Ontario Ombudsman to investigate private non-emergency patient transfers

Ombudsman Andre Marin is going to investigate whether the Ministry of Health and Long Term Care and the Ministry of Transportation are ensuring adequate measures are in place to protect the public amidst concerns raised about private non-emergency transportation services. These transfers take place in vehicles that are not ambulances, but resemble them.

“We have received dozens of complaints from upset patients, their families, and from whistleblowers with the medical transportation industry who feel that patient safety is being compromised and that the government’s response to these issues has been inadequate,” Marin stated in a press release Tuesday. “Anyone who has had experience with these services is invited to call our office.”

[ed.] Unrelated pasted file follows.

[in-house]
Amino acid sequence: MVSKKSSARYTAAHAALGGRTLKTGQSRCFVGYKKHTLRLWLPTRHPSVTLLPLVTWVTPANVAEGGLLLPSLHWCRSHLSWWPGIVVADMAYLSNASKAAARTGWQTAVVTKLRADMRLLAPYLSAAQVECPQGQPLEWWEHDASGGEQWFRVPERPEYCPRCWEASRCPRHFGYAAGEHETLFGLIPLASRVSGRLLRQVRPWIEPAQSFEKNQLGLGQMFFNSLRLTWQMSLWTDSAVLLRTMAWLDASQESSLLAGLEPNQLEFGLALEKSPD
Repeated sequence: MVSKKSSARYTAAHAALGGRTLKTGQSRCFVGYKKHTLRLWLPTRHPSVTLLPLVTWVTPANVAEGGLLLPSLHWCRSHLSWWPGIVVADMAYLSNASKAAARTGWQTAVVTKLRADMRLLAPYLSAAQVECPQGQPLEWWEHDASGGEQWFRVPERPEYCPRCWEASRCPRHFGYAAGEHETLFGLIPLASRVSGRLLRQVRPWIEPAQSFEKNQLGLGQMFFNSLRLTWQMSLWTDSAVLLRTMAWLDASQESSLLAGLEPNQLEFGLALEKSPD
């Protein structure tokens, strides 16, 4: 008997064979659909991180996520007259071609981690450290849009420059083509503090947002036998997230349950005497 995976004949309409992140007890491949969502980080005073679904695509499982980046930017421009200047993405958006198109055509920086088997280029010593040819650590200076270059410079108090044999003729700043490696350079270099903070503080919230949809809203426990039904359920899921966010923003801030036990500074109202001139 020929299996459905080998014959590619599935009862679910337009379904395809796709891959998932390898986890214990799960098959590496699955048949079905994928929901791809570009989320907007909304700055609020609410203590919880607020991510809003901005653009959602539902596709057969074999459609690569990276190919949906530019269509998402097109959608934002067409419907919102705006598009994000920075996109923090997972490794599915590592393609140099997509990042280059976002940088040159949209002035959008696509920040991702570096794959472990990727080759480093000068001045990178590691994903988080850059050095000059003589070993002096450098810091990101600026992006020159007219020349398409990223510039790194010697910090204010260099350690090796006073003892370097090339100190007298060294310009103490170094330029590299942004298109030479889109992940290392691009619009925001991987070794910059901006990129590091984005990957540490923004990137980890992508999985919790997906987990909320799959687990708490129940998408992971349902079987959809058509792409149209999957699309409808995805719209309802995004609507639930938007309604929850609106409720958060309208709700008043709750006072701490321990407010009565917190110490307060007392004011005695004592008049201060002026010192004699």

The Ombudsman’s office says concerns raised so far include allegations of patients being injured, unsafe vehicles, a lack of infection control, insufficiently trained staff and a lack of official regulation or oversight.

“It’s about time,” says OPSEU Ambulance Division Chair Jamie Ramage. “The government has given these companies the authority to transfer these patients, however these companies are not held accountable or to a standard when it comes to equipment, patient comfort and care.”

He says while these patients may not necessarily need the services of a paramedic, they should not be denied the basic right of quality, care and comfort.

The special investigation will be completed in 90 days. Those with complaints can do so online at http://www.ombudsman.on.ca or by calling 1-800-263-1830.

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